Southeast Real Estate Business

OCT 2016

Southeast Real Estate Business magazine covers the multifamily, retail, office, healthcare, industrial and hospitality sectors in the Southeast United States.

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Page 54 of 56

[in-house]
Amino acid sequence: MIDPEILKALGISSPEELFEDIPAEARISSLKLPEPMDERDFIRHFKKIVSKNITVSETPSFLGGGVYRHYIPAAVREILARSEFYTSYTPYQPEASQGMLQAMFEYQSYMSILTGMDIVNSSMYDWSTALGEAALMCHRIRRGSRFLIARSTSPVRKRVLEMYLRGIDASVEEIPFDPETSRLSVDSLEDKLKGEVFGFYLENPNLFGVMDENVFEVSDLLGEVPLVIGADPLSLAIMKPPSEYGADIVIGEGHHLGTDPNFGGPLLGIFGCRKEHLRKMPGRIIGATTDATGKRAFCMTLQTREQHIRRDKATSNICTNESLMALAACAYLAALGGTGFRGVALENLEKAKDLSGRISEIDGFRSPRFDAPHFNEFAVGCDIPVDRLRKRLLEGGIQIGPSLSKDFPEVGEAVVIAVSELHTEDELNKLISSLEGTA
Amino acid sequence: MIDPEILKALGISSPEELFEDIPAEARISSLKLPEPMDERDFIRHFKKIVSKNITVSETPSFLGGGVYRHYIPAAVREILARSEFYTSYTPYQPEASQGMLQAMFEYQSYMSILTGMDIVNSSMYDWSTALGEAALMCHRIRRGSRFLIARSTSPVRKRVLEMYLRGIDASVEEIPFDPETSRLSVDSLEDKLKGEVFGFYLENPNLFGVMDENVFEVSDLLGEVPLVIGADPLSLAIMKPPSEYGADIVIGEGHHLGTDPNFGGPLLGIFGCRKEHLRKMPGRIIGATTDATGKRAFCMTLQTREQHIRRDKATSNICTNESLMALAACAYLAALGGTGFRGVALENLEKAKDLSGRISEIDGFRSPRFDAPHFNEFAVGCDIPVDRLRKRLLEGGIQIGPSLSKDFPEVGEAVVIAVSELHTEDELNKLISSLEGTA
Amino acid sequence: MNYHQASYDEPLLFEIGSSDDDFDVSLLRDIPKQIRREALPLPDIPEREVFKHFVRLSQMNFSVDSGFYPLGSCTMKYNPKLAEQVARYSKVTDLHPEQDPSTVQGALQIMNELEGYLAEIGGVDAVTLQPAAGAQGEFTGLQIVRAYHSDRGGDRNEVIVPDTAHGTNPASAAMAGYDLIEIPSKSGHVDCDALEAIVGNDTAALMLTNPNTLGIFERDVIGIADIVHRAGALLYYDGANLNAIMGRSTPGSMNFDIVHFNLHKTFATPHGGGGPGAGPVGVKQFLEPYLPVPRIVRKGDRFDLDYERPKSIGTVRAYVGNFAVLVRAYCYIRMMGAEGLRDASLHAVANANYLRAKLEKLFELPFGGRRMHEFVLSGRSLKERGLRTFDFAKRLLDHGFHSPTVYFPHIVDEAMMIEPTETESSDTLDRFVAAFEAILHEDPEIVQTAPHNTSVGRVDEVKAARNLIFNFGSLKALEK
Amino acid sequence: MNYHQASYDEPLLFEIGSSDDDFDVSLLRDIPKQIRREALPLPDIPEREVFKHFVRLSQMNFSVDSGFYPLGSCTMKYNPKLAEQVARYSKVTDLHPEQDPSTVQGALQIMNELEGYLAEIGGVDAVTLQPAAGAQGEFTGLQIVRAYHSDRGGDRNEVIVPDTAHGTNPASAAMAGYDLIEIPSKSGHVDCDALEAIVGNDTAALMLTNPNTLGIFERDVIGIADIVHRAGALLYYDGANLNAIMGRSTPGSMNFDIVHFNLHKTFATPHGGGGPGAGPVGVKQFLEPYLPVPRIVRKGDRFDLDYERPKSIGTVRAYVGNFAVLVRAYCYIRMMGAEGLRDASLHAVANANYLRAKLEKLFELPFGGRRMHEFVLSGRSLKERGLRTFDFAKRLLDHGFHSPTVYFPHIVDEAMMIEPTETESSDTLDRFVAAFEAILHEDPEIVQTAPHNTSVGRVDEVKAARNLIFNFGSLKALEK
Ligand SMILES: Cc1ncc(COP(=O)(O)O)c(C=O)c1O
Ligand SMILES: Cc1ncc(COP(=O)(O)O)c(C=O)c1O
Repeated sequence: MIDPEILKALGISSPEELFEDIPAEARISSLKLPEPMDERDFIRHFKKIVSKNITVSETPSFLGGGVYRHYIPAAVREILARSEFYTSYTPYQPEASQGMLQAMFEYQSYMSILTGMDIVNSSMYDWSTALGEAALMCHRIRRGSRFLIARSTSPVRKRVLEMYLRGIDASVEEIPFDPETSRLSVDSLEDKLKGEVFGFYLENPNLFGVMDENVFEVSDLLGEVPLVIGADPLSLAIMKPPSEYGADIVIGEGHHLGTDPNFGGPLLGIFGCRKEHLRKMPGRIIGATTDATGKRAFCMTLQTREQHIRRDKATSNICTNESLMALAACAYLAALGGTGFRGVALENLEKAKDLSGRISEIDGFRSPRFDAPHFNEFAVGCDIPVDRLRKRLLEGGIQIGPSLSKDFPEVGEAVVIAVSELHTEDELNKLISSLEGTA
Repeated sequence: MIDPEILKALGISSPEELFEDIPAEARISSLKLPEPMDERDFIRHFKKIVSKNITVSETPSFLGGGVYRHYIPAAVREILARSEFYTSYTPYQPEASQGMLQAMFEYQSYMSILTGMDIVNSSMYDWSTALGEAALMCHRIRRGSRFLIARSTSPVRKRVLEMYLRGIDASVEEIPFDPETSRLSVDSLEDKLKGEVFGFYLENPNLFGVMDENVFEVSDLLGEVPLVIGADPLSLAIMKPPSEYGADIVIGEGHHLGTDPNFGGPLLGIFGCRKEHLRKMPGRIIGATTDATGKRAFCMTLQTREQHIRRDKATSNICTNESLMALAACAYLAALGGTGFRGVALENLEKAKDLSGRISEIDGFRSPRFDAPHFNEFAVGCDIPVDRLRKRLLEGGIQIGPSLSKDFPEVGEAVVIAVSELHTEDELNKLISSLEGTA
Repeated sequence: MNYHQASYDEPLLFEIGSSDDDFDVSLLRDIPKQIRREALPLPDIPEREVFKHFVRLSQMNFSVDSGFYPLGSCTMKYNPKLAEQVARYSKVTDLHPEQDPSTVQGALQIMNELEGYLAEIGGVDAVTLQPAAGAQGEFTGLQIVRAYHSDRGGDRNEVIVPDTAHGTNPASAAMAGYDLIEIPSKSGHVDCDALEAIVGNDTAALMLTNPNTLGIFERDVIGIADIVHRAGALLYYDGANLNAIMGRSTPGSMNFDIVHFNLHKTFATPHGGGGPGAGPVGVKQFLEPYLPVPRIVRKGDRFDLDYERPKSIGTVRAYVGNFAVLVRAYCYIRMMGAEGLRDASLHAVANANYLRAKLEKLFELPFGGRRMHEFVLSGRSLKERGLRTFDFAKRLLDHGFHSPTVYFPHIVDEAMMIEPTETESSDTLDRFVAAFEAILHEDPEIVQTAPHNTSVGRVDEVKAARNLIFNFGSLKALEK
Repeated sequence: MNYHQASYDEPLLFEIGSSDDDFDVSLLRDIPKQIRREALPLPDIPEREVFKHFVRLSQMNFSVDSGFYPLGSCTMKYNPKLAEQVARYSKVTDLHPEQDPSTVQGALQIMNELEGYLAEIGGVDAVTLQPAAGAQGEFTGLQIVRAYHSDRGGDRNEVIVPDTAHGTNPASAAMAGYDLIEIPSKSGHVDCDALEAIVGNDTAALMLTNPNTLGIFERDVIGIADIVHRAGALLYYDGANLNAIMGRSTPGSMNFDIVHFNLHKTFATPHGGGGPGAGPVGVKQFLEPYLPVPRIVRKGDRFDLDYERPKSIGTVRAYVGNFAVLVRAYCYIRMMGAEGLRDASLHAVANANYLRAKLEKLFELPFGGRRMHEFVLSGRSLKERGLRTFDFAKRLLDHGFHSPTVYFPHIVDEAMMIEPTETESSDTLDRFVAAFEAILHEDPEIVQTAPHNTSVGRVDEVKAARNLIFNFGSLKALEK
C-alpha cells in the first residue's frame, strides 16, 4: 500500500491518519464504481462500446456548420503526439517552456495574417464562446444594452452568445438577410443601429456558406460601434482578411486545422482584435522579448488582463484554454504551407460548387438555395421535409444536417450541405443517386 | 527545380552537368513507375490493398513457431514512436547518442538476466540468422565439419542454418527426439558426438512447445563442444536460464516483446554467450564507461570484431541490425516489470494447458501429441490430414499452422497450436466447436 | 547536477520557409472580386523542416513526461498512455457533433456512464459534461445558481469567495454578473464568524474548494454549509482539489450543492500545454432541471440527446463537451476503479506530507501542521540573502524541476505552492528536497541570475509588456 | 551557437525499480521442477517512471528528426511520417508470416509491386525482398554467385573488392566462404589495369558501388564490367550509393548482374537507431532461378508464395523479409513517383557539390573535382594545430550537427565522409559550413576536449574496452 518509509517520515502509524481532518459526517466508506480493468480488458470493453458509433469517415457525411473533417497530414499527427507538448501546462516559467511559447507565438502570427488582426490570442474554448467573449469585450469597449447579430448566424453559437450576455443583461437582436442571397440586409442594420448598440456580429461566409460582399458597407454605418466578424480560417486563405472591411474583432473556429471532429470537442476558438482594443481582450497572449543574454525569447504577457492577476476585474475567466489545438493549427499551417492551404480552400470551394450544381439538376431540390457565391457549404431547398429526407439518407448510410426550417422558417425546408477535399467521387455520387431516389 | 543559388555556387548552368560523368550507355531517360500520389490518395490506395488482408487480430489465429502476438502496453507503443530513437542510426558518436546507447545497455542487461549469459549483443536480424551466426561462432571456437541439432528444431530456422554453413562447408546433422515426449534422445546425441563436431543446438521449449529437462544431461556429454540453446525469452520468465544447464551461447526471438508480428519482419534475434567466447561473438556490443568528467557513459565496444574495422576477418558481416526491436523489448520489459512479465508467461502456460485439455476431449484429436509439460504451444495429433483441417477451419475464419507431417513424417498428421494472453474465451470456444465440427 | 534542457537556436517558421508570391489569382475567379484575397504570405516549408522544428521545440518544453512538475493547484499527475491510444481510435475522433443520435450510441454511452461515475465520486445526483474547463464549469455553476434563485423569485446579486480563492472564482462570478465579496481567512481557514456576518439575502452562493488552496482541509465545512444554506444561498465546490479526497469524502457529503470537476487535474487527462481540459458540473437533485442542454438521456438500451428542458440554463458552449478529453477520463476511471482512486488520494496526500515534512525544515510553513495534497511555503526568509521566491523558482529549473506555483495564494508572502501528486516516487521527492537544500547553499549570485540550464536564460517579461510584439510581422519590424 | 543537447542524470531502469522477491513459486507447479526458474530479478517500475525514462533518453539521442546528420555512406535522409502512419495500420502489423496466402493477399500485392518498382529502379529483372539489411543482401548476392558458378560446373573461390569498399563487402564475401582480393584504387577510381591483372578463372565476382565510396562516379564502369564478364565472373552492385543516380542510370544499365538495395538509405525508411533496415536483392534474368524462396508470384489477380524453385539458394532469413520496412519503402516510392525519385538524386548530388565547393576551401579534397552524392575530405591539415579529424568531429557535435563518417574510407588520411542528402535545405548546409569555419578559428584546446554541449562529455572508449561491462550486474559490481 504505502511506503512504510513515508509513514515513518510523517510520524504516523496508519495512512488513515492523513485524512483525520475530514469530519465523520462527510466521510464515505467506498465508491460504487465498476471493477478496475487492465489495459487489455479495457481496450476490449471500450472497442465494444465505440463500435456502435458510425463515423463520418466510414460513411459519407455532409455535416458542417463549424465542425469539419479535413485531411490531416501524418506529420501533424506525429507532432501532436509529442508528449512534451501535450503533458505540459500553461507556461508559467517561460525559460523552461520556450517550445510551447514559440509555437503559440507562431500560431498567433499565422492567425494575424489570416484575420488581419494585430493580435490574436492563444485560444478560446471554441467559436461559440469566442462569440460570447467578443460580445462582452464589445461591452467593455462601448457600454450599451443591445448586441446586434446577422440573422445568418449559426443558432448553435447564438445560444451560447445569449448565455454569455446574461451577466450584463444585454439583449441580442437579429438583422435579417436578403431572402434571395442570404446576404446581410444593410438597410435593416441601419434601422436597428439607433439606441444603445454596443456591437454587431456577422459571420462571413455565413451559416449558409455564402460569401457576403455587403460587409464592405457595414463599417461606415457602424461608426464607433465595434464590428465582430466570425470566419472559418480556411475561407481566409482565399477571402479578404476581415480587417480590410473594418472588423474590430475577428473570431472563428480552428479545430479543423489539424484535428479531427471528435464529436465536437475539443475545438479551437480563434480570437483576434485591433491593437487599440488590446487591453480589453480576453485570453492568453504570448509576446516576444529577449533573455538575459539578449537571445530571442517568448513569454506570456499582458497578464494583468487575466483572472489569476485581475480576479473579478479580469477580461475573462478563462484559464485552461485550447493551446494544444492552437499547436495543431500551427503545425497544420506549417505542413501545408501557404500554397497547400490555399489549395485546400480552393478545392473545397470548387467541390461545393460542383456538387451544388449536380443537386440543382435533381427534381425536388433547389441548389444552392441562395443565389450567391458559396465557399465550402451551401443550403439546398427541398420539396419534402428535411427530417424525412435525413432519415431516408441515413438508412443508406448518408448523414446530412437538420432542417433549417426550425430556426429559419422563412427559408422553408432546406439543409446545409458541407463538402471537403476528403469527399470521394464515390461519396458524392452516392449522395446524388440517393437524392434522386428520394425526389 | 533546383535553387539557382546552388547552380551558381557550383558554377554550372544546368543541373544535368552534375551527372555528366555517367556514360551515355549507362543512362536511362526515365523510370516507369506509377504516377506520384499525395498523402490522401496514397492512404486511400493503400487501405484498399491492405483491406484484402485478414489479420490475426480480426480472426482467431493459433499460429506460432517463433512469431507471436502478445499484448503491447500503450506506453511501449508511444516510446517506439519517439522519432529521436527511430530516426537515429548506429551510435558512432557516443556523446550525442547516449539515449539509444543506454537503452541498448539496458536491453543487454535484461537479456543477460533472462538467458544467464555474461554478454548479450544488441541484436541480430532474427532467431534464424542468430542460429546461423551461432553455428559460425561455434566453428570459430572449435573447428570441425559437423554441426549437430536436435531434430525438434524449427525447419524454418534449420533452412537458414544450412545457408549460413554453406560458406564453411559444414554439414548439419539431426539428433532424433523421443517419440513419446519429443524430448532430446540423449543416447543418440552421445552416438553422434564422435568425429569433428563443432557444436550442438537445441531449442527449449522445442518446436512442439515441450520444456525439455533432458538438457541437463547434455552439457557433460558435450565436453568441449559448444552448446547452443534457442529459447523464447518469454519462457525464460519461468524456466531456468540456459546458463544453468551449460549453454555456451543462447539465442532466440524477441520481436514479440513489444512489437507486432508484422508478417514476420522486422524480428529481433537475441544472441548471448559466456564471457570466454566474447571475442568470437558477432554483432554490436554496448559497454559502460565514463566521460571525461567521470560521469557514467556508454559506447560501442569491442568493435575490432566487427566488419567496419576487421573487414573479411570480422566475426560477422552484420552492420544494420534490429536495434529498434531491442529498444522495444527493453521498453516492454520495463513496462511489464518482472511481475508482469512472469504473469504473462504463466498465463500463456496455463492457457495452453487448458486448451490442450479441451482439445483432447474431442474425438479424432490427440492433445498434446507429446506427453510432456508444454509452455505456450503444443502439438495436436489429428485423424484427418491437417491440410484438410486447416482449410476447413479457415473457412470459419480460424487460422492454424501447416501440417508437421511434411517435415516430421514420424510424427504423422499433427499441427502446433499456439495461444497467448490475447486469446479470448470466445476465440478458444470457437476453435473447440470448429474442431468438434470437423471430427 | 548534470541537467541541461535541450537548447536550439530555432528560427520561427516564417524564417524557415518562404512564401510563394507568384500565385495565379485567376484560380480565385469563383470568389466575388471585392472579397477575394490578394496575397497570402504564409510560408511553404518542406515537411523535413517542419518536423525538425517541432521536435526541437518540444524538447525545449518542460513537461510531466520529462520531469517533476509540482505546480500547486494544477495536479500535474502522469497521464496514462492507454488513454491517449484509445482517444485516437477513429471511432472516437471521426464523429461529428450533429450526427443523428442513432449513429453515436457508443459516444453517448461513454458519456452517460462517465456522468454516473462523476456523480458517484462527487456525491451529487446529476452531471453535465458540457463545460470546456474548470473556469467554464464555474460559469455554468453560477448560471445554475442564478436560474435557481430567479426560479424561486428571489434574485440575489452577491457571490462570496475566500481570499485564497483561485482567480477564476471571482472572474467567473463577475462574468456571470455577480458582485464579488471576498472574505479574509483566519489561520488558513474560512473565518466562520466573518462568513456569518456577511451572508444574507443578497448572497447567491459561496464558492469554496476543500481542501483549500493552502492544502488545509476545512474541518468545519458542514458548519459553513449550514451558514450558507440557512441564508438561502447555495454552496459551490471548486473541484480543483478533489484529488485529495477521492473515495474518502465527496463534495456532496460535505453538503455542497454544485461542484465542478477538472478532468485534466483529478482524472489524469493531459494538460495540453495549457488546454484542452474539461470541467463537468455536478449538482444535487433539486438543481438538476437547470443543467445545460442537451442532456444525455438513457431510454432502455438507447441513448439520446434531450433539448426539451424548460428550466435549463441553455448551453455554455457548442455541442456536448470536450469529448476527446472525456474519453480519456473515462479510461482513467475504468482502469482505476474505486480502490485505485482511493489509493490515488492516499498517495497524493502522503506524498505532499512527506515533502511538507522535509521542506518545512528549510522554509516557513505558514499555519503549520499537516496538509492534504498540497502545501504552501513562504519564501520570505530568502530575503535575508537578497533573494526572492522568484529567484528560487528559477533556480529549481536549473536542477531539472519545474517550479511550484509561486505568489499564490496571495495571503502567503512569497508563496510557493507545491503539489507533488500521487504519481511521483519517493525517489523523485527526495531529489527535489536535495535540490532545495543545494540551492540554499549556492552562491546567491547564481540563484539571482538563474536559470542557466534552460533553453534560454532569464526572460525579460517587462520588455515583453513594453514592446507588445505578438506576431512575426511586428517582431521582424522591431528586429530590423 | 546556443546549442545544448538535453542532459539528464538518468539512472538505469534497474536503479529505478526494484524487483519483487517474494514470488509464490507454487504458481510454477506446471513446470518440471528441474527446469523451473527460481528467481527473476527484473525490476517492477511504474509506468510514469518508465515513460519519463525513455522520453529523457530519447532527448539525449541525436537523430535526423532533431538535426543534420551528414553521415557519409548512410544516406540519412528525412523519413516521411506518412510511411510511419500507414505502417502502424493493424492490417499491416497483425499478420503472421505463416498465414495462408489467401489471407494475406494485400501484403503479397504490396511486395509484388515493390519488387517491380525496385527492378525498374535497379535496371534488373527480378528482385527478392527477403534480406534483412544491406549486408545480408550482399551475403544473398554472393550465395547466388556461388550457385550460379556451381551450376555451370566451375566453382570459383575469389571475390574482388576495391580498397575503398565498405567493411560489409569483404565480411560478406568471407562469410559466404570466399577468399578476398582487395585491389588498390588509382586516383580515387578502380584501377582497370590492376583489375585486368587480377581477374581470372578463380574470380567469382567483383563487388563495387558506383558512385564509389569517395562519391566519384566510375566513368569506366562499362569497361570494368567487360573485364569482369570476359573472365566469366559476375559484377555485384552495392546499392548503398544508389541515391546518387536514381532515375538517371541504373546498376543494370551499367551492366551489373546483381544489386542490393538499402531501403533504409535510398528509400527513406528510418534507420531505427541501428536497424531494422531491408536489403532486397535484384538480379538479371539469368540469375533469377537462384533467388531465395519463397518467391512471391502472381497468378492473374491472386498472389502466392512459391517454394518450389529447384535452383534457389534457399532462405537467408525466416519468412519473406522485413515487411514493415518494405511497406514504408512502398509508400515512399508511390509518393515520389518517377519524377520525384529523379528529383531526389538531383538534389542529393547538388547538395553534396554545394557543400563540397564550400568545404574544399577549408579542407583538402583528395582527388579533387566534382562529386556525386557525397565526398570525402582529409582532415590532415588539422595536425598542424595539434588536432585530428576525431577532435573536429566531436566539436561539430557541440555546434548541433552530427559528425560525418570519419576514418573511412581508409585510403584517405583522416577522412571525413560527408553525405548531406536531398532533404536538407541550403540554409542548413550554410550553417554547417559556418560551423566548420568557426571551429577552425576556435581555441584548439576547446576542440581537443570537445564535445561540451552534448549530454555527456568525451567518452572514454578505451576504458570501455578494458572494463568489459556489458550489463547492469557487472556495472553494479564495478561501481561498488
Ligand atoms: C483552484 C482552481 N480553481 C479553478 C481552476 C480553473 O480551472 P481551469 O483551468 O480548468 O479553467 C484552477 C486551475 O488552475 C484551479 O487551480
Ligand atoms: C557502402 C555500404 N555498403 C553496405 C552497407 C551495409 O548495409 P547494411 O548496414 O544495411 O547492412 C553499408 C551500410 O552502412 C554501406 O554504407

54 • October 2016 • Southeast Real Estate Business Go and Kohl's, among many others. Grocery Changes The Atlanta market has seen only slight changes in the mainstream grocery landscape. The area's two main contenders — Kroger and Pub- lix — continue to remain solid area favorites, with smaller players like Ingles and Aldi also established in the market. Kroger has plans to add sev- eral new stores in the market, includ- ing one along Piedmont Road in the Lindbergh/Buckhead area in a Fuqua Development project and a new store on Ponce de Leon Avenue to replace a store being razed to build a mixed-use development known as 725 Ponce, that will be developed by New City LLC. Where the action has been in the market is on the specialty grocery side. Whole Foods Market has had a strong presence in Atlanta for the past 10 years, and continues to expand in the market. The company is opening at Fuqua Development's Kennesaw Marketplace in Kennesaw, and an- other store in the Brookhaven market, just northeast of Buckhead. A third store is also underway in Midtown. Whole Foods is also underway with the first 365 by Whole Foods in the market, to be located in Decatur at S.J. Collins' North Decatur Square project. Sprouts has entered the Atlanta market over the past two years, open- ing a number of stores in suburban and urban infill markets. The retailer now has 12 stores in the market. Ashe- ville, North Carolina-based Earth Fare has also opened store in Atlanta, Cumming and Peachtree Corners. Trader Joe's, also active in the market for a decade, now has six stores in the Atlanta area. The Fresh Market also has a strong presence in the market. n RETAIL from page 45 new headquarters building has also set a great example for entrepreneur- ial users that want to work close to home in the Sandy Springs corridor and are looking for an alternative to Buckhead and Central Perimeter's office space. West: Halpern's corporate head- quarters is a 25,000-square-foot, two-and-a-half-story building. In the process of constructing it, we've re- ceived call after call from folks who wanted to know if we had extra space to lease. We weren't inclined to do that, but that interest that we received has sparked our interest in looking down the corridor to build something comparable that could be leased out to smaller entrepreneurial companies. That's not our primary business so we're taking baby steps in that direction, but the feedback we received has been very encouraging. Kaplan: When we started Square One three or four years ago, we went out to raise money and it was an in- credibly difficult experience to say the least. They didn't have the vision and didn't see the potential in Sandy Springs. George Morgan brought us this deal. When Sandy Springs incor- porated in 2005, it totally changed the dynamic and direction of the city. Kaplan Residential believed in the vi- sion and we funded the project our- selves through the beginning stages of construction. Equity entered the picture about 12 months ago, a little after Mill Creek announced its devel- opment and The Cliftwood started construction. Our equity partners were happy to come on board. The fact that all of us here could get fund- ing for our projects speaks to the potential in where Sandy Springs is going. The city has gone over its tipping point and now it's off to the races. There's a ton of potential here. Misiura: As we started The Clift- wood and The Plaza and we saw more apartment projects being an- nounced, we never got scared. We thought it was a necessity for the vi- sion of Sandy Springs. Downtown needs critical mass if it is going to realize its vision. Competition in our business, especially in this environ- ment, raises everyone's projects by creating a living environment that people want to be a part of. The com- petition and critical mass enhances everything. Friedmann: We're all invested in each other's success, and Mill Creek is looking forward to seeing all of the current development come to fruition. We're a long-term holder with State Farm on this asset, a key partner of ours, and they're equally as excited about the future of Sandy Springs. Cadranel: The city is doing a good job of managing future growth. They saw a need for immediate housing in a very mature area. More important than anything is that every develop- er here is in it for the long haul. There are no merchant builders here, ECI and Arris Realty are long-term be- lievers in what we're doing and Selig Enterprises, a multi-generational steward of great properties, just landed across the street from us on Carpenter Drive. We're not building for the next 18 months, we're build- ing for the next 18 years and beyond. Arris Realty Partners is co-developing The Cliftwood with ECI Group. The company is also developing adjacent retail space totaling 27,000 square feet known as The Plaza. Miami office believes that Florida will not experience any substantial impact as a result of Brexit. "We are witness- ing the immediate effects of investors' aversion to uncertainty. The fact that we are seeing UK commercial property funds implement lock-ins to stem the disposal of assets spurred by the cur- rent uncertainty does not necessarily signal a prolonged erosion of one of the most robust markets on the planet." Ed Redlich of Miami-based Com- Real and past president SIOR Florida, said the break up might mean good news for Florida. "Many investors who have been waiting on the side- lines to buy commercial property as- sets may look to Florida as a safe and stable market. According to Florida Realtors, buyers from the UK make up a fair amount of all foreign buy- ers in metro areas, such as Orlando (28 percent), Tampa (19 percent) and Palm Beach (12 percent). Other EU countries such as Germany, Sweden, France, Italy and Czech Republic are also known to be frequent investors in Florida real estate. We might ex- pect there to be some acquisitions and dispositions over the next few years thanks to the Brexit shake up." The U.S. commercial real estate market could see an influx of capital coming from the UK, and from oth- er countries whose investors might pull capital out of British properties. Florida SIOR chapter president Mary Clare Codd of Colliers International of Tampa office added, "When there is uncertainty in the market, people will take their cash and place it some- where else. The U.S. is a safe haven so Florida could potentially see a signifi- cant flow of capital out of the UK and other countries into the U.S. property markets, especially gateway cities, which could drive values up." In 2015, the U.S. multifamily sec- tor pulled in $16.3 billion in foreign investment and investors from Great Britain comprised $2 billion of that to- tal, according to RCA. If uncertainty continues, that trend could develop further. Interest rates in the U.S. also make Florida very attractive to investors. According to the U.S. Department of the Treasury, the 30-year Treasury yield plunged to a record low of 2.098 percent before recovering to 2.12 per- cent. And the 10-year Treasury closed below 1.4 percent for the first time, falling to 1.367 percent. The continu- ing European market uncertainty, declining British pound and strength- ening of the U.S. dollar makes it less likely that the Federal Reserve will move rates up or take other tighten- ing measures this year. With change comes opportunity and that may have promising implica- tions for the Florida commercial real estate market. SIOR Overview The SOCIETY OF INDUSTRIAL AND OFFICE REALTORS® is the leading professional commercial and industrial real estate association. With more than 3,000 members in more than 630 cities in 34 countries, SIOR represents today's most knowledge- able, experienced and successful com- mercial real estate brokerage special- ists. SIOR has certified thousands of members with the prestigious SIOR designation, a professional symbol of the highest level of knowledge, pro- duction, and ethics in the real estate industry. Real estate professionals who have earned the SIOR designation are rec- ognized by corporate real estate exec- utives, commercial real estate brokers, agents, lenders, and other real estate professionals as the most capable and experienced brokerage practitioners in any market. SIOR designees can hold the following specialty designations: industrial, office, sales manager, ex- ecutive manager, or advisory service. SIOR also consists of associate members who include corporate ex- ecutives, developers, educators, and others involved in the commercial real estate industry. A professional affiliate of the NATIONAL ASSOCIATION OF REALTORS®, SIOR is dedicated to the practice and maintenance of the high- est professional and ethical standards. SIOR maintains a commitment to busi- ness and industry by providing out- standing professional services, publi- cations, and educational programs. n FLORIDA from page 43